3 Things To Do at Zion National Park

As Utah’s oldest and most visited national park, Zion’s topography is an exquisite spectacle of canyon–mesa country. Encompassing one of the most scenic cliff-and-canyon landscapes in the USA, Zion’s 229 square miles (593 km) are internationally known for their dramatic canyons, towering rock faces, overhanging cliffs, sparkling waterfalls, hanging valleys, high plateaus, rock formations, dripping springs, shaded pools, and particularly for the Virgin River Narrows. The word Zion is from ancient Hebrew meaning a place of refuge or sanctuary, and Zion National Park is just that – an exquisite respite from the surrounding world.

1. Hike The Virgin River Narrows

Hiking Virgin River Narrows, Zion National Park, Utah, USA
Hiking Virgin River Narrows, Zion National Park, Utah, USA

The Virgin River winds its way through Zion Canyon’s scenic 15-mile stretch, cutting through reddish and tan Navajo Sandstone, nourishing the landscape, and serving as a natural corridor for exploration. The Canyon is up to a half mile deep, serving as a haven for rock climbers with massive cliff faces radiant in the sunshine. Some of Zion’s most noted geographical features include the Virgin River Narrows, a gorge as narrow as 20 feet (6 m) wide and up to 2,000 feet (610 m) deep. Exploring the Virgin River Narrows is a fun and unique activity for the entire family.

Bighorn Sheep soaking up the sun in Zion National Park
Bighorn Sheep soaking up the sun in Zion National Park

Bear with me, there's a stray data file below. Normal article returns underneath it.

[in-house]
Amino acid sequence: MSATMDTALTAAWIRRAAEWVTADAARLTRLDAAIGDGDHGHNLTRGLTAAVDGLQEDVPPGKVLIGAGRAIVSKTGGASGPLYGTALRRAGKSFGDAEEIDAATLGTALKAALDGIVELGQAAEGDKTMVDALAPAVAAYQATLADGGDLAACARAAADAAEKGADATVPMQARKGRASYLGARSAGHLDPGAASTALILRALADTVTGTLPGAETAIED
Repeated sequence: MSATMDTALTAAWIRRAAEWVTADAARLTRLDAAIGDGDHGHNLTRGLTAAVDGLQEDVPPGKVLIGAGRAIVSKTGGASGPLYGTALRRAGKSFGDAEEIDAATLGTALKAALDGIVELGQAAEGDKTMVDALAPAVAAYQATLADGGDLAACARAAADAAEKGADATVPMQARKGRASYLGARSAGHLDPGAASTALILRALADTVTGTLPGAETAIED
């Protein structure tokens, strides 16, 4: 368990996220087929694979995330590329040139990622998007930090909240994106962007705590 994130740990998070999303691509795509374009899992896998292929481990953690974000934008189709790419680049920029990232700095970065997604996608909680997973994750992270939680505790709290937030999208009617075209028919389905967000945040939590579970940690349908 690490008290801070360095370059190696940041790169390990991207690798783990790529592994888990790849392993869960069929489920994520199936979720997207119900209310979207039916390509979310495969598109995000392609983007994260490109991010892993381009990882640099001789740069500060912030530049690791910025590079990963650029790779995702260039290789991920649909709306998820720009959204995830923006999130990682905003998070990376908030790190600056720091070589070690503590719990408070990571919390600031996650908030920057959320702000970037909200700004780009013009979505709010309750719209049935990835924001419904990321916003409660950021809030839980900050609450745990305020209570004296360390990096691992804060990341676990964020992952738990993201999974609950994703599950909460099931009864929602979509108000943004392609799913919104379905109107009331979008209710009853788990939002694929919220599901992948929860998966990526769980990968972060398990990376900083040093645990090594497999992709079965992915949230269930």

2. Discover Zion’s Flora and Fauna

Zion National Park encompasses 5,000 feet of elevation change. Such unique geography and resultant variety of microclimates allows for remarkable plant and animal diversity: Zion is home to over 78 species of mammals (including 19 species of bat), 291 species of birds, 44 species of reptiles and amphibians, and 8 species of fish. If you’re lucky, you can spot badgers, bank beavers, bats, bighorn sheep, cougars, coyotes, desert cottontails, foxes, jackrabbits, Merriam’s kangaroo rats, mule deer, porcupines, raccoons, rattlesnakes, ringtail cats, rock squirrels, skunks, and whiptail and collared lizards.

Soaring over canyons or chasing one another through the trees can be found bald eagles, California condors, canyon wrens, dippers, gnatcatchers, golden eagles, peregrine falcons, pinyon jays, red-tailed hawks, and white-throated swifts. Needless to say Zion National Park is an oasis for birdwatchers.

Plant species common to Zion include cottonwood, cactus, datura, juniper, pinyon pine, ponderosa pine, box elder, sagebrush, manzanita shrubs, cliff-rose, serviceberry, scrub oak, yucca, gamble oak, aspen, and various willows.

Don’t forget your binoculars!

3. Visit Checkerboard Mesa Viewpoint

CheckerboarMesa at Zion National Park
A Must-Stop: Checkerboard Mesa at Zion National Park

Checkerboard Mesa is a must stop for all photography aficionados. The cone-shaped formation’s cross-hatched pattern resembles a checkerboard and reflects ancient wind patterns. It is considered one of the most recognized landmarks at Zion National Park. Located close to the East Entrance Ranger Station, Checkerboard Mesa viewpoint allows you to stop, rest, and be amazed by nature’s beauty. With sturdy shoes, you can embark on a 2 – 4 hour moderately strenuous hike to the Saddle. We recommend to pack a picnic, unplug, and enjoy lunch with unparalleled views of Zion National Park.


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